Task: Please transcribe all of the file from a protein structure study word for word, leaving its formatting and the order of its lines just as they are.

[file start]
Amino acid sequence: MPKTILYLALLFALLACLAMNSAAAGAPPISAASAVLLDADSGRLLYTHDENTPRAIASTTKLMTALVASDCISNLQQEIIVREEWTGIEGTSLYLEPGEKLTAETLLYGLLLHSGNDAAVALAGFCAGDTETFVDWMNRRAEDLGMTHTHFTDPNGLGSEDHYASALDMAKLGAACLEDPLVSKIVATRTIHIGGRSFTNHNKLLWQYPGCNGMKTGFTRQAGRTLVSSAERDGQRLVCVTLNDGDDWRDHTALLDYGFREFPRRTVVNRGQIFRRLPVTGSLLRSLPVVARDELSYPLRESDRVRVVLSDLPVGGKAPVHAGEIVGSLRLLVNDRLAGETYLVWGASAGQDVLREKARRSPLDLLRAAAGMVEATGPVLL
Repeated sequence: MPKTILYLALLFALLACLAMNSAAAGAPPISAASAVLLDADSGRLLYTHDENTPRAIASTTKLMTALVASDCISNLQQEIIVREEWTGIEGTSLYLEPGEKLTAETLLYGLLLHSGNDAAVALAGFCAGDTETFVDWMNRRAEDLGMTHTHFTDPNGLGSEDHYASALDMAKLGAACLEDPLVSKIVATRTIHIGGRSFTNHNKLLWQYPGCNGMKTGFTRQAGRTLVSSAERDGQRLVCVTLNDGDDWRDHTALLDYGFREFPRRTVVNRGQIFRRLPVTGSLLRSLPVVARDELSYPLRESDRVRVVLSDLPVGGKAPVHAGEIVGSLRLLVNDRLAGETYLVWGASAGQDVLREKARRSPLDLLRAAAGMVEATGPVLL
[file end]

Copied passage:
Amino acid sequence: MPKTILYLALLFALLACLAMNSAAAGAPPISAASAVLLDADSGRLLYTHDENTPRAIASTTKLMTALVASDCISNLQQEIIVREEWTGIEGTSLYLEPGEKLTAETLLYGLLLHSGNDAAVALAGFCAGDTETFVDWMNRRAEDLGMTHTHFTDPNGLGSEDHYASALDMAKLGAACLEDPLVSKIVATRTIHIGGRSFTNHNKLLWQYPGCNGMKTGFTRQAGRTLVSSAERDGQRLVCVTLNDGDDWRDHTALLDYGFREFPRRTVVNRGQIFRRLPVTGSLLRSLPVVARDELSYPLRESDRVRVVLSDLPVGGKAPVHAGEIVGSLRLLVNDRLAGETYLVWGASAGQDVLREKARRSPLDLLRAAAGMVEATGPVLL
Repeated sequence: MPKTILYLALLFALLACLAMNSAAAGAPPISAASAVLLDADSGRLLYTHDENTPRAIASTTKLMTALVASDCISNLQQEIIVREEWTGIEGTSLYLEPGEKLTAETLLYGLLLHSGNDAAVALAGFCAGDTETFVDWMNRRAEDLGMTHTHFTDPNGLGSEDHYASALDMAKLGAACLEDPLVSKIVATRTIHIGGRSFTNHNKLLWQYPGCNGMKTGFTRQAGRTLVSSAERDGQRLVCVTLNDGDDWRDHTALLDYGFREFPRRTVVNRGQIFRRLPVTGSLLRSLPVVARDELSYPLRESDRVRVVLSDLPVGGKAPVHAGEIVGSLRLLVNDRLAGETYLVWGASAGQDVLREKARRSPLDLLRAAAGMVEATGPVLL